Incredible Journey | Serge Ibaka
HE’S FOND OF BRICKTOWN, bowling and the Olive Garden Restaurant.
He just learned how to drive, recently settled into a place he will call home, started English classes and obtained his Social Security Number.
And lest we forget, he’s here to play basketball for a living.
For Serge Ibaka, it’s another year on another continent, although this time he’s hoping Oklahoma City will be his final stop for the foreseeable future. He left a good impression on Sunday against the Lakers, when Ibaka recorded 11 points, 13 rebounds and five blocks in his first extended minutes of the season.
Blessed with raw athletic talent, brute strength, extreme versatility and a quick wit, Ibaka has found himself yet again in transition. And that’s a good thing.
Consider this: in the past four years, he has lived through a civil war, been separated from his family, moved to Spain, learned a new language and culture, been drafted into the NBA and moved to Oklahoma City.
All by the age of 19.
SERGE IBAKA WAS BORN on Sept. 18, 1989, to basketball-playing parents in the city of Brazzaville, the capital of the Republic of Congo and home to nearly 1.5 million Africans situated along the Congo River.
It was not an easy place to grow up.
The third youngest of 18 children, Ibaka was forced to leave his hometown around the age of 8 at the start of the Second Congo War, also known as Africa’s World War. A bloody civil war that was chronicled throughout the world, more than five million people died as a result of that conflict and aftermath.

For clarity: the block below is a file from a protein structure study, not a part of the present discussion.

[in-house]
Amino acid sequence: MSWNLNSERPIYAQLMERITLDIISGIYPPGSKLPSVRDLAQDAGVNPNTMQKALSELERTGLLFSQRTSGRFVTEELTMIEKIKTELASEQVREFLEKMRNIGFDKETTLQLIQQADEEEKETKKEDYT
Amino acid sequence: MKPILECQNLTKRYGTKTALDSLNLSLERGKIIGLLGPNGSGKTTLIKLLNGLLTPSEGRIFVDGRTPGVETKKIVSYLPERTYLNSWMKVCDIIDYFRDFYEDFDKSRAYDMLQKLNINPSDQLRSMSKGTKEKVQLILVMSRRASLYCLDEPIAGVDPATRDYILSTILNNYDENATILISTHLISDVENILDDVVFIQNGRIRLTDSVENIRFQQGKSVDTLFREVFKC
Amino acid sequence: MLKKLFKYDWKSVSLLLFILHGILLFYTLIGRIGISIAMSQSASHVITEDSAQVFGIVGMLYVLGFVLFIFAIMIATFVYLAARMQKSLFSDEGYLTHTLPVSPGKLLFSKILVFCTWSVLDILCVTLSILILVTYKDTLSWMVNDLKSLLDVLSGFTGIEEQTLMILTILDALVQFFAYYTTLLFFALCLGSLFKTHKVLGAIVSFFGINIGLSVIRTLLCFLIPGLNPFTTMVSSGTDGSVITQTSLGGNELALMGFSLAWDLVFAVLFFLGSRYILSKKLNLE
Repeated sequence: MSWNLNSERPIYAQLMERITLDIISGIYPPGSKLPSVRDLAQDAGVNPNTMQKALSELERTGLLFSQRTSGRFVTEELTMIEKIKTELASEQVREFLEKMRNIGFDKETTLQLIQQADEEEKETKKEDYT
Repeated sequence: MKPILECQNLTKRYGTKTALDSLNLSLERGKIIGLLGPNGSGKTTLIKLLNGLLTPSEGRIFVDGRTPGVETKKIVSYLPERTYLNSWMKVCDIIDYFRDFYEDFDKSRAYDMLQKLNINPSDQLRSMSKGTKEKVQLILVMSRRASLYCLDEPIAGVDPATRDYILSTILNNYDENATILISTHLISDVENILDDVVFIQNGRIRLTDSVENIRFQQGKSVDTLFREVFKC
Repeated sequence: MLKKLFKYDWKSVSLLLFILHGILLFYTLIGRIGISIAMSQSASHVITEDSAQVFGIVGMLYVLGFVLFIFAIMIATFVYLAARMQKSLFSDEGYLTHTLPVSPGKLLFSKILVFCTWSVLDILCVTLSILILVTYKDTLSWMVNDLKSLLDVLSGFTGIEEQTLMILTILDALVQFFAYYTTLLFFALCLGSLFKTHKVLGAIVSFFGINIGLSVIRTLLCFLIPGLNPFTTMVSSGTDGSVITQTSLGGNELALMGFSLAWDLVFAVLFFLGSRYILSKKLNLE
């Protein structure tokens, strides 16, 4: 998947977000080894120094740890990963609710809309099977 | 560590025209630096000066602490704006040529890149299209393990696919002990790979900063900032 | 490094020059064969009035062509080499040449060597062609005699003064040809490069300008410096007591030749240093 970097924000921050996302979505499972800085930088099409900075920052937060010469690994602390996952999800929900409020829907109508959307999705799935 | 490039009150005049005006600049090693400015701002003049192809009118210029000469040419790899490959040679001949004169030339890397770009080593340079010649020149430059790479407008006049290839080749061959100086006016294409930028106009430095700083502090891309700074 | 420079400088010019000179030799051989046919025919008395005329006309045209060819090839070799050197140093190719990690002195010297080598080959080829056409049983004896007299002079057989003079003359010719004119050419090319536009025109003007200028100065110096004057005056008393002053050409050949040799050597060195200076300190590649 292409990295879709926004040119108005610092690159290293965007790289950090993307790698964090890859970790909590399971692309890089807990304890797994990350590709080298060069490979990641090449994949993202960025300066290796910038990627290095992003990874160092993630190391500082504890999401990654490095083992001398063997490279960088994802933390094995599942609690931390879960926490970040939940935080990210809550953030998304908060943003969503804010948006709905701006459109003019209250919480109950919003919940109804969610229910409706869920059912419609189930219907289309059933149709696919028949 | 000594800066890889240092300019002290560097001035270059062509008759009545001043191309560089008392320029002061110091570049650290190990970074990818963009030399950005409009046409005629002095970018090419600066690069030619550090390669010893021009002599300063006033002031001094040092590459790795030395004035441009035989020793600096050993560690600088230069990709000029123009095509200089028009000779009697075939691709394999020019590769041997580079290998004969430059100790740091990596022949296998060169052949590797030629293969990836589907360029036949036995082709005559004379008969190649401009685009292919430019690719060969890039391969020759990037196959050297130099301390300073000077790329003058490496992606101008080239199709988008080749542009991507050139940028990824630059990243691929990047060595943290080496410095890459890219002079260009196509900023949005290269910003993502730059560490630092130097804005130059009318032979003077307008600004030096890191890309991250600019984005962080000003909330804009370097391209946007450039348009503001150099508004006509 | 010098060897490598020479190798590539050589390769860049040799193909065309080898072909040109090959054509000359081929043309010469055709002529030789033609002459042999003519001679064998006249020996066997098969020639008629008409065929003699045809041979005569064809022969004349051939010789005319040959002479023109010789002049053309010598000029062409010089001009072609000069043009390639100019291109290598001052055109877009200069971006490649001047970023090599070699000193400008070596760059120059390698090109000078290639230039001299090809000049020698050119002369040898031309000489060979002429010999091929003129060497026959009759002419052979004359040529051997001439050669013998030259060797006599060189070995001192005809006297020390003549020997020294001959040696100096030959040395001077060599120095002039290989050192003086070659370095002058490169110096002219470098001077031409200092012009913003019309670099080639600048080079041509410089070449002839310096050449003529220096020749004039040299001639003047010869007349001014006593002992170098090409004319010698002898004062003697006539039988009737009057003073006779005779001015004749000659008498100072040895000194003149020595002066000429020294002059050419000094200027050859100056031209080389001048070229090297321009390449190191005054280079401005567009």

Raised by relatives during the civil war, Ibaka returned home three years later. It was then that he started to pursue his love of basketball. Ibaka's father, a member of the country's national team, introduced his son to the game.
Organized basketball in Congo was scarce.
Ibaka learned the game mostly on the streets, where courts were speckled with holes and divots and the children played in plastic sneakers; Nike, adidas or Reebok weren’t options.
But Ibaka’s raw talents could not be suppressed.
By age 16, he was playing for the club Avenir du Rail, a team that competed in an African pro circuit.
From there, Ibaka continued to climb the circuit ranks, and it wasn’t long before he landed on the radar of European scouts. In September of 2006, Pere Gallego, from the Barcelona-based sports agency U1st Sports, had a contact watching the African Junior Championships in Durban, South Africa. Ibaka was named MVP of the tournament.
Soon after, U1st Sports contacted Ibaka’s family and coordinated arrangements for him to play in Spain.
WHEN HE LANDED IN SPAIN in March of 2007, Ibaka essentially started from scratch.
U1st Sport was there to help him adapt, but Ibaka had to do much of it by himself.
“That was something that surprised me a bit, because he didn’t have a normal education with all this civil war mess and the problems of one of the poorest countries in the world,” Gallego said via email. “But despite having this background, he was very polite, very formal and able to learn quickly as speaking a new language (Spanish) in few months.”
Ibaka played for the Spanish clubs L’Hospitalet in Barcelona of the LEB, a second-tier league, and DKV Joventut before landing with Ricoh Manresa.
In late 2007, the Thunder organization began to scout Ibaka after watching him compete at an adidas Nations Camp in New Orleans, where he solidified himself on the NBA scouting scene.
“It was a mixture of things – his size, his athleticism, his competitiveness,” Thunder Director of College and International Player Personnel Rob Hennigan said. “He has an intriguing upside because not only does he have the physical tools but he has a natural touch offensively, and he’s got a great mental approach to the game. He really takes it seriously. He’s really driven.”